Any one of us could face illness or disability at any point. Any of us can be an ally to those who are already living with a disability. Twice-yearly newsletters from our Disability ERG have helped ensure we stay visible, relevant and accountable. It’s an opportunity to capture what we’ve done and report on what we’ve said we’ll do.

Know that DE&I belongs to everyone, and not just a select few.

There can be a temptation to take it all on yourself but each of us has a responsibility to ensure that people from all backgrounds, thinking, abilities and experiences feel included, protected and involved. Meaningful change can only happen when we all play our part.


FleishmanHillard’s Kathryn Chappell to Share Culture Best Practices at Ragan’s Future of Communications Conference

November 7, 2023

What: “Engaging Every Employee: Building Better Multigenerational Comms” discussion

When: Wednesday, Nov. 8, 10:15 a.m.

Where: Ragan’s Future of Communications Conference in Austin, Texas

Join FleishmanHillard’s Kathryn Chappell, senior vice president and partner, and IMF’s Karla Chaman, deputy division chief of internal communications, for the “Engaging Every Employee: Building Better Multigenerational Comms” session at Ragan’s Future of Communications Conference in Austin, Texas on Wednesday, Nov. 8 at 10:15 a.m. The session will share comms techniques and strategies to bridge the generational gap, regardless of preferred communications styles. Discover how to encourage younger employees with purposeful mentorship programs, how to prevent ageism in your comms and much more.

For more information and to register for the conference, click here.


The Power of Authenticity & Belonging: Insights from ColorComm 2023

October 10, 2023
By Aisha Hudson, Dasia Jones and Faith Golden

ColorComm’s origin story is of a luncheon bringing together Black and brown women in media and communications that became a community, spawning annual conferences, a global network of chapters and a business. It has a way of seeping into your soul – an incredibly energizing experience in the moment, but also something that sticks with you and leaves a lasting impact on how you move through your day. Reflecting back on this year’s conference, here’s a recap of some of those “sticky” moments from the C2 ColorComm Conference in Miami.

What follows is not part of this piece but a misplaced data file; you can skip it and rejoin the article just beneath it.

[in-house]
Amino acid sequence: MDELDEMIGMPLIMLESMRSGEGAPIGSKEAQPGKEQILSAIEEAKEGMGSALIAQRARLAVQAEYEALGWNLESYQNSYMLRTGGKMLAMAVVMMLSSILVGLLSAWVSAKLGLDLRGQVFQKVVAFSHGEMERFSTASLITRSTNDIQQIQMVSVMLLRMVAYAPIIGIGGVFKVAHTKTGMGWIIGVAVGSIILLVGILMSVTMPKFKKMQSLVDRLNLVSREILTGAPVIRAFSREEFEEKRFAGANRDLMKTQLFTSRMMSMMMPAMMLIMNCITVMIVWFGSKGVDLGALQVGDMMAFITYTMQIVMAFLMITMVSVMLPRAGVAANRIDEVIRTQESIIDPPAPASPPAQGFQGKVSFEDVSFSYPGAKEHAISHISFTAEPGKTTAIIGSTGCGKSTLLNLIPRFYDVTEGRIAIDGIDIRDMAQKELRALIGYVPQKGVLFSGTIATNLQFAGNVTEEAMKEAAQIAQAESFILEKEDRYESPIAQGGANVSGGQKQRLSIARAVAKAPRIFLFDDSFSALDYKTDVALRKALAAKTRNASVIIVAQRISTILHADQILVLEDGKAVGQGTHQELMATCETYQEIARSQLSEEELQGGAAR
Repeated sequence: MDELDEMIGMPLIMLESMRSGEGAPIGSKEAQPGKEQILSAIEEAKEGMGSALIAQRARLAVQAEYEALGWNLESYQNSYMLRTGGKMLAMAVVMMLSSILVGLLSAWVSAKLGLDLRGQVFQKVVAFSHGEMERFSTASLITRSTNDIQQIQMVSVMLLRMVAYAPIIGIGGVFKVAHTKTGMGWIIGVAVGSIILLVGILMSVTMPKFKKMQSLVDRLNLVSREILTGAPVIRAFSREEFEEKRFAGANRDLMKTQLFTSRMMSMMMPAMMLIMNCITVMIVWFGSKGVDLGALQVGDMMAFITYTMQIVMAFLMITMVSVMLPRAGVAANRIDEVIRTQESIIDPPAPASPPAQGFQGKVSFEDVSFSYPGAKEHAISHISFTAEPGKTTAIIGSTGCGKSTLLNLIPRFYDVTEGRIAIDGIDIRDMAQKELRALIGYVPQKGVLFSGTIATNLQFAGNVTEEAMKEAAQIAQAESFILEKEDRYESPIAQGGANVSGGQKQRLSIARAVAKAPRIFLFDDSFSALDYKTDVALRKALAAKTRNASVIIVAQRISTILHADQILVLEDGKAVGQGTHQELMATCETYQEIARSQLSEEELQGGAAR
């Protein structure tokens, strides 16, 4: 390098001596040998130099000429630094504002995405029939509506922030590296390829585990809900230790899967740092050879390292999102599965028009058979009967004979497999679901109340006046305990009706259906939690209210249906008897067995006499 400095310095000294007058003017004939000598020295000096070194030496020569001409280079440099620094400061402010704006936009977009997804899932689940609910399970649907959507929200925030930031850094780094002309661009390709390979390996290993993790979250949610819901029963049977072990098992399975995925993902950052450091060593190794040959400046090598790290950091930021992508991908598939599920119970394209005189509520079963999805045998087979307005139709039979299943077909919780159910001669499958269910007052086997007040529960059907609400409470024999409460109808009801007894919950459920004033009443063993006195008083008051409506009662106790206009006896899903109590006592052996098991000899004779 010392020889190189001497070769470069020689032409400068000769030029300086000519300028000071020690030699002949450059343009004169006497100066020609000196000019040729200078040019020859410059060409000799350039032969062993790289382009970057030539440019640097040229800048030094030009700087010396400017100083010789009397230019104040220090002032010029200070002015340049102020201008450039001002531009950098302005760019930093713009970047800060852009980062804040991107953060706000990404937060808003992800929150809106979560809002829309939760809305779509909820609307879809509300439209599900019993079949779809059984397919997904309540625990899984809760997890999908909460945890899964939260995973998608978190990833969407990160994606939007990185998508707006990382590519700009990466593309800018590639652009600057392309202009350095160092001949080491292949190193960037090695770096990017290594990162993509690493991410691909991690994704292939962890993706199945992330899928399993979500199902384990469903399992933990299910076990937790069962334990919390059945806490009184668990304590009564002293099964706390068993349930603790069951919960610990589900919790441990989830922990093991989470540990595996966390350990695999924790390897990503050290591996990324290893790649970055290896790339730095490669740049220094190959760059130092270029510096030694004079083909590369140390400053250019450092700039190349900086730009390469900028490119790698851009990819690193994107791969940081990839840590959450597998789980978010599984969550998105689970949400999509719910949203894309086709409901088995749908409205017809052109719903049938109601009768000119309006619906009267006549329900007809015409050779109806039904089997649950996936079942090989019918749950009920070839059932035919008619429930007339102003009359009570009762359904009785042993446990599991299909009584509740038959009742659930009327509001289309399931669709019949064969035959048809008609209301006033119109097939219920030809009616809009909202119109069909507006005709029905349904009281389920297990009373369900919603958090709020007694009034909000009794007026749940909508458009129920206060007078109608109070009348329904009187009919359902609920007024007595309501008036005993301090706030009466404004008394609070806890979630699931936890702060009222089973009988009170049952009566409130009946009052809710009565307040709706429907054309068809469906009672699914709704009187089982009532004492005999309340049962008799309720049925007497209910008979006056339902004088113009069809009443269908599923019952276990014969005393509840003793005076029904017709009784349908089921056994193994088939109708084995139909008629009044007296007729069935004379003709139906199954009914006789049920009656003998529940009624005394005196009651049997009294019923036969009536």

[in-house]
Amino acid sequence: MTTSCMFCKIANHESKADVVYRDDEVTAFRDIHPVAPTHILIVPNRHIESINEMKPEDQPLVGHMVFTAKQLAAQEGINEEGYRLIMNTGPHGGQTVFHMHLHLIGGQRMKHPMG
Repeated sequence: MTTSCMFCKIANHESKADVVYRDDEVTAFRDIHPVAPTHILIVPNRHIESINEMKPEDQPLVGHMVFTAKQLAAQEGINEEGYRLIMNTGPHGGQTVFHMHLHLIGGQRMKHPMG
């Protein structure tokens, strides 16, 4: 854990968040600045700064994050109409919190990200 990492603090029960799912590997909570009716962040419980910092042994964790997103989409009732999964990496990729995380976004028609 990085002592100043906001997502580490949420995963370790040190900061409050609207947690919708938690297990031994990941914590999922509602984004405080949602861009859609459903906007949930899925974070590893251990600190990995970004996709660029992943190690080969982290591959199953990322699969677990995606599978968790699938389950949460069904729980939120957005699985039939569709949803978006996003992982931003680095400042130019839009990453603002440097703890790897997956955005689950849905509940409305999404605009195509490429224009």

“You can fake ‘till you make it – but eventually the ‘fake’ will fade.”

One of the most compelling sessions was that by renowned body language expert Linda Clemons who has dedicated her career to helping people unlock their full potential and reclaim their power through nonverbal communication. Not only did she offer insights into the nuances of posture, facial expression and even eye movement for conveying a message, but also a valuable lesson on authenticity – that even if you stand in a certain way and say all the right things, in the end, your true self will always show through.

To me, this spoke to the power and necessity of authenticity on a personal level – being true to myself, my beliefs and my values and bringing them forward in my own body language, voice and actions. Authenticity can’t be faked when it is rooted in honesty and genuine emotion.

But what, exactly, do you do to show up more authentically? What is it that shows people that you are true to your own personality, spirit or character? Where’s the proof for that?

At FleishmanHillard, these are the same questions we challenge our clients to answer in order to understand how they show up for employees, customers and other stakeholders, and the impact of authenticity on their reputations.

Being authentic is not based on a single action. To be perceived as authentic, we need to be courageous and take consistent action driven from our innermost and most authentic selves. That we are showing our unfiltered behaviors and that we are speaking or writing with honesty.

Faking it is easy but doing the hard work it takes to live authentically is far more rewarding.  

– Aisha L. Hudson, vice president, New York

“The difference between resilience and struggle are perspective.”

ColorComm was an empowering experience especially as a first-time attendee. In corporate rooms often it is common to be one of few Black faces in the room and there I was surrounded by 400 fierce, dynamic and compelling women (in chic, fabulous attire no less)! It was inspirational to heed advice from the likes Kim Goodwin, president of ABC News and Rashida Jones, president of MSNBC (to name a couple) and the various women who have created impactful work in the world we see today.

Through the dozens of panels, each had a takeaway that resonated and has shaped my my career intentions since, but there was a through line in each story that sits with me the most: resilience.

Without resilience and risk, we wouldn’t have beautiful work such as Colors of the World skin tone crayons. I was enlightened by the background story and journey that led to a product that ultimately fosters a greater sense of belonging and acceptance. Because of Mimi Dixon, senior director, Brand Activation and Content at Crayola, the brand was directed to revisit their approach and partner with experts. Now, my children can make art that reflects what they see in the mirror and be recognized – a far cry from the orange color I used during my youth. It took courage for her to speak up and guide them on the right path.

As client counselors, we are not the final decision makers and sometimes it can feel like a struggle especially when impassioned about a topic that resonates with our life experiences. Ultimately, it falls on each person to make sure we persevere as the work we do is equitable and necessary. We must all lead with courage.